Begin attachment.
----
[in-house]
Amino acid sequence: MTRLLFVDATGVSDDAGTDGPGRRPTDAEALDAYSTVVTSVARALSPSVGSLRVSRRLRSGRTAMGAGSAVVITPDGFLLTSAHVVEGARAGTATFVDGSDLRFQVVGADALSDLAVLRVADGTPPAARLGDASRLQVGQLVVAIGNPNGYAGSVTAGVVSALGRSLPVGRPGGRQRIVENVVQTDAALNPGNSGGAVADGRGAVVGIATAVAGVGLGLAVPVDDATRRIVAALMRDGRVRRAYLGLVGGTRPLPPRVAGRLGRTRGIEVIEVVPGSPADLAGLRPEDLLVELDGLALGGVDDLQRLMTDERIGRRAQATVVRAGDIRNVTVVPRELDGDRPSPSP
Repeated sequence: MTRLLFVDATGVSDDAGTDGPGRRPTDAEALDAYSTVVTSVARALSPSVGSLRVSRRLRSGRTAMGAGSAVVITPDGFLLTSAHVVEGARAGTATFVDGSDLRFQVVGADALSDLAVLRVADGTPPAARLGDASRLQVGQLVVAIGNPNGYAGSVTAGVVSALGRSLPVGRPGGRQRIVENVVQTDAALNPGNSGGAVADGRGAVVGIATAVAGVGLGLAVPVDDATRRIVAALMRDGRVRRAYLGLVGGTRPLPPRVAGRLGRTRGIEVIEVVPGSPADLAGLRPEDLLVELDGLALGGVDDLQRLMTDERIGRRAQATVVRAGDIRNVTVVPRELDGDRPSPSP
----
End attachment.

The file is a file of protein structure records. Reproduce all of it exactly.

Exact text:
[in-house]
Amino acid sequence: MTRLLFVDATGVSDDAGTDGPGRRPTDAEALDAYSTVVTSVARALSPSVGSLRVSRRLRSGRTAMGAGSAVVITPDGFLLTSAHVVEGARAGTATFVDGSDLRFQVVGADALSDLAVLRVADGTPPAARLGDASRLQVGQLVVAIGNPNGYAGSVTAGVVSALGRSLPVGRPGGRQRIVENVVQTDAALNPGNSGGAVADGRGAVVGIATAVAGVGLGLAVPVDDATRRIVAALMRDGRVRRAYLGLVGGTRPLPPRVAGRLGRTRGIEVIEVVPGSPADLAGLRPEDLLVELDGLALGGVDDLQRLMTDERIGRRAQATVVRAGDIRNVTVVPRELDGDRPSPSP
Repeated sequence: MTRLLFVDATGVSDDAGTDGPGRRPTDAEALDAYSTVVTSVARALSPSVGSLRVSRRLRSGRTAMGAGSAVVITPDGFLLTSAHVVEGARAGTATFVDGSDLRFQVVGADALSDLAVLRVADGTPPAARLGDASRLQVGQLVVAIGNPNGYAGSVTAGVVSALGRSLPVGRPGGRQRIVENVVQTDAALNPGNSGGAVADGRGAVVGIATAVAGVGLGLAVPVDDATRRIVAALMRDGRVRRAYLGLVGGTRPLPPRVAGRLGRTRGIEVIEVVPGSPADLAGLRPEDLLVELDGLALGGVDDLQRLMTDERIGRRAQATVVRAGDIRNVTVVPRELDGDRPSPSP